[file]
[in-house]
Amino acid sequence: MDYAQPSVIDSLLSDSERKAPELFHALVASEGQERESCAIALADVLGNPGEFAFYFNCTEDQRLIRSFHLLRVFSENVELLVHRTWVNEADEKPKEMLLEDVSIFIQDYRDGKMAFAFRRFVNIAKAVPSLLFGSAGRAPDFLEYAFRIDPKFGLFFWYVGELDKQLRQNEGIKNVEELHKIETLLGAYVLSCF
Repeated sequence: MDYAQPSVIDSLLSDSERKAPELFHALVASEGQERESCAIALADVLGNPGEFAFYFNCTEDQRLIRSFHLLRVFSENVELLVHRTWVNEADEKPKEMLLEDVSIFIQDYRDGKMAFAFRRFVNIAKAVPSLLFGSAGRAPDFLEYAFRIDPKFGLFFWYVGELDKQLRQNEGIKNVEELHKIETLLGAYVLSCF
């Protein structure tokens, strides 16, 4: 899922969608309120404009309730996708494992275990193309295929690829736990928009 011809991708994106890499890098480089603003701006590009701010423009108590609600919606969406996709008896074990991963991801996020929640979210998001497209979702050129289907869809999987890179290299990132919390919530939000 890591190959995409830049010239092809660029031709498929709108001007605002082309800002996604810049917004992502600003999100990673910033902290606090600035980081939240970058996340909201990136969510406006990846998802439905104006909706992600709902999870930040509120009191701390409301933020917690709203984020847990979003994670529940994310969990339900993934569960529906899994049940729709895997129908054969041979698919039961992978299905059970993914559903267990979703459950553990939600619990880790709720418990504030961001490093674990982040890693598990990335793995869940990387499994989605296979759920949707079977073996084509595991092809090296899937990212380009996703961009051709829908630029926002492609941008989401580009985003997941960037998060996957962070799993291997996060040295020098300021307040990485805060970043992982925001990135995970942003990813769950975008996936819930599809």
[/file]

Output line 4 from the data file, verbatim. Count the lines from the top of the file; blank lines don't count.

């Protein structure tokens, strides 16, 4: 899922969608309120404009309730996708494992275990193309295929690829736990928009 011809991708994106890499890098480089603003701006590009701010423009108590609600919606969406996709008896074990991963991801996020929640979210998001497209979702050129289907869809999987890179290299990132919390919530939000 890591190959995409830049010239092809660029031709498929709108001007605002082309800002996604810049917004992502600003999100990673910033902290606090600035980081939240970058996340909201990136969510406006990846998802439905104006909706992600709902999870930040509120009191701390409301933020917690709203984020847990979003994670529940994310969990339900993934569960529906899994049940729709895997129908054969041979698919039961992978299905059970993914559903267990979703459950553990939600619990880790709720418990504030961001490093674990982040890693598990990335793995869940990387499994989605296979759920949707079977073996084509595991092809090296899937990212380009996703961009051709829908630029926002492609941008989401580009985003997941960037998060996957962070799993291997996060040295020098300021307040990485805060970043992982925001990135995970942003990813769950975008996936819930599809």